Philippine Women’s National Football Team qualifies for the 2018 AFC Women’s Asian Cup

After 15 years in the wilderness, the Philippines is set to compete once again in Asia’s premier international women’s competition.

Steered by 2017 AFC Coach of the Year nominee Buda Bautista, the Philippine Women’s National Football Team had three wins, one draw and one loss in the qualifiers held last April 3 to 12, 2017 in Tajikistan to book a ticket for the 2018 AFC Women’s Asian Cup in Jordan.

“It was really (the players’) thirst to win that pushed us,” said Bautista after the Filipinas’ second place finish in Group A which sealed the deal. “Hindi pa nga nagsi-sink in. I think we made history.”

The one player whose stock rose in the qualifiers was De La Salle University’s Sara Castaneda who scored the goal against Bahrain that clinched the point needed to move on to the big dance which shall be held this April 6 to 18, 2018.

“[It’s] very fulfilling. I mean it is not all the time that we get an opportunity like this,” the midfielder said. “I wouldn’t have been able to score the goals without the team, so thank you to them.”

The Filipinas’ initial reward for their endeavors is to grouped alongside China, Thailand and hosts Jordan. As of this writing, preparations for the competition are ongoing in the USA with newly appointed coach Richard Boone.

Since the tournament also serves as the Asian qualifiers for the 2019 FIFA Women’s World Cup in the France, a fifth place finish is what the Filipinas need to enter the world stage.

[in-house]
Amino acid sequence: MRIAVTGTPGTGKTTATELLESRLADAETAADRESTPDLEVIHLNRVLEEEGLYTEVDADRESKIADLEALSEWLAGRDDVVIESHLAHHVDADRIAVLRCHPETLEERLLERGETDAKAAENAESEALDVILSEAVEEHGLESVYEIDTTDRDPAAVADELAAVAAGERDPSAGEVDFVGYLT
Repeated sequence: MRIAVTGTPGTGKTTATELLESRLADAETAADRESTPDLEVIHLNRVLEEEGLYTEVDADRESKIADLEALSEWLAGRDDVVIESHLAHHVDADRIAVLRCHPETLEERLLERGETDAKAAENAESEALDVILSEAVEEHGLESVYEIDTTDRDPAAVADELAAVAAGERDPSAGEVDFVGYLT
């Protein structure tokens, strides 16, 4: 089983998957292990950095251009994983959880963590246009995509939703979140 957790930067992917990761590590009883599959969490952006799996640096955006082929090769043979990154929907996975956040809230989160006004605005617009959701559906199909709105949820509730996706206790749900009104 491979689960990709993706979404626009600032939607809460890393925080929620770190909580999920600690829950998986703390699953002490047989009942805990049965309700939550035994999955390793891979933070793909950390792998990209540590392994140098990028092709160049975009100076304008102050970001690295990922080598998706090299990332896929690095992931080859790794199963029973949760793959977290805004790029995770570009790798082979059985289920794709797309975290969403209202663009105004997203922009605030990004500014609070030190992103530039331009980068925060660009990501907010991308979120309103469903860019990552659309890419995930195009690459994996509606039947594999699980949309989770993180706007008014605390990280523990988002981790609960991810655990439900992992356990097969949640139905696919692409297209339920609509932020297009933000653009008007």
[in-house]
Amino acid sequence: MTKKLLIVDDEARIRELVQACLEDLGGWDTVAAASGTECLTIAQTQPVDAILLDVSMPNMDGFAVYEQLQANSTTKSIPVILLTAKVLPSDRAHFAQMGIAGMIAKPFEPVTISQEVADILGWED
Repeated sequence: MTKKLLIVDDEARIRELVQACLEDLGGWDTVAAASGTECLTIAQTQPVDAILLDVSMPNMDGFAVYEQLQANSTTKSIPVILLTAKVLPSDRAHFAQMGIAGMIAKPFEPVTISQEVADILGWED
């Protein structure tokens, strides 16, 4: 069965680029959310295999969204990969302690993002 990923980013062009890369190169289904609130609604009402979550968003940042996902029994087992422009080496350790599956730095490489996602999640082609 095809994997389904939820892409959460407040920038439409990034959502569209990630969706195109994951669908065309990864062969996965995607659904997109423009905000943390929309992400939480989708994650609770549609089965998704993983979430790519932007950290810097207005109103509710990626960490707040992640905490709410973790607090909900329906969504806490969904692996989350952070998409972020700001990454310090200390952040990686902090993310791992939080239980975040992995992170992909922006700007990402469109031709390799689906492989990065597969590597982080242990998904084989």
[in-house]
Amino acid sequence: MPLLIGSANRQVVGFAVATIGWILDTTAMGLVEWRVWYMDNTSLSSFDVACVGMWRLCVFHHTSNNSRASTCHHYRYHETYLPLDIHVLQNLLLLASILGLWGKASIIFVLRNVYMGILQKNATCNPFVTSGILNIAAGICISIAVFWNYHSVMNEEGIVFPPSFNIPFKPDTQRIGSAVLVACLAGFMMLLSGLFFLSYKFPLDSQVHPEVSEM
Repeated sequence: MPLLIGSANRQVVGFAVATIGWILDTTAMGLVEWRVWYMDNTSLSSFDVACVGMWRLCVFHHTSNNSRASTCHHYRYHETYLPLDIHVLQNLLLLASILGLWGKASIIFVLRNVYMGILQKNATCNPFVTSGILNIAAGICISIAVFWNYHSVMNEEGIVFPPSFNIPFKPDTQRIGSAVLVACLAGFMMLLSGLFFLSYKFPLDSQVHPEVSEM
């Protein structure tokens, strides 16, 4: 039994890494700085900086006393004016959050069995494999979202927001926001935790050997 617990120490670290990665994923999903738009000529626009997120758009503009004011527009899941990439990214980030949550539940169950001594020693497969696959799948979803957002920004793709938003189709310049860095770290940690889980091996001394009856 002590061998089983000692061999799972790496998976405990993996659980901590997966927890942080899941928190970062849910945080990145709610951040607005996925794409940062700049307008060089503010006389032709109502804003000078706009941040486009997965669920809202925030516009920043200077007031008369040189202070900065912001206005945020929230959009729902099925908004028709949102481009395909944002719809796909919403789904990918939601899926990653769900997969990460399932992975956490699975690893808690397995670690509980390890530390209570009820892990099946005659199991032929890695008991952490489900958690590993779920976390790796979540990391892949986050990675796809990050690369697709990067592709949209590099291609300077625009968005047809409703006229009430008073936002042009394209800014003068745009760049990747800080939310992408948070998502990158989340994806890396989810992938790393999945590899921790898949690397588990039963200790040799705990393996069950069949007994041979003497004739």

“We call on all true supporters of Philippine Football to come together to help make the World Cup Qualification a reality. In 2010, the Miracle in Hanoi brought us all together to support the men’s national team. Now is the time for Women’s football to take us to the next level,” commented Philippine Football Federation president Nonong Araneta.

La Salle, Ateneo reclaim UAAP football crowns

Right from the kickoff of the UAAP Season 79 Men’s and Women’s Football divisions, it was clear which school was a notch higher in its respective division.

Both the De La Salle Lady Archers and Ateneo de Manila University Blue Eagles suffered heartbreak in their respective Season 78 finals matches and were eager to go one better from where they last let off.

La Salle did not just go one better, though, as the Taft school won all its games including the 3-1 title-clincher against University of Santo Tomas last May 7, 2017. The Lady Archers’ victory handed La Salle its ninth UAAP Women’s Football championship and its first after seven seasons.

La Salle coach Hans-Peter Smit shared, “It’s about time! The girls deserve this considering what I said before that we’re not a complete team, healthy team. And with the injuries and everything there and coming out champions with with a perfect season, what else can I say?”

Likewise, Ateneo had a dominant season in the Men’s Division as the Blue Eagles only drew and lost once in the elimination round. Season 79 MVP Jarvey Gayoso was Ateneo’s main star and it was fitting that the grandson of the legendary Ed Ocampo and son of former Ginebra stalwart Jayvee Gayoso scored the only goal of the finals match against Far Eastern University.

“We deserve this. I’m so happy to win another championship,” said Ateneo coach JP Merida after the Blue Eagles’ 1-0 victory of the Tamaraws.

Gayoso’s championship goal was one of the 12 he scored en route towards Ateneo’s league-best seventh championship. “That’s why I always point to the sky. I offer this to my lolo, my mom and my dad,” said the now third-year striker.

Philippines Football League is launched amidst growing pains

Out with the old and in with the new.

In a move seen to help Philippine football evolve to the next level, the PFF launched the nationwide Philippines Football League to replace the Metro Manila-centered United Football last April 21, 2017 at Shangri-La at the Fort hotel in Taguig City.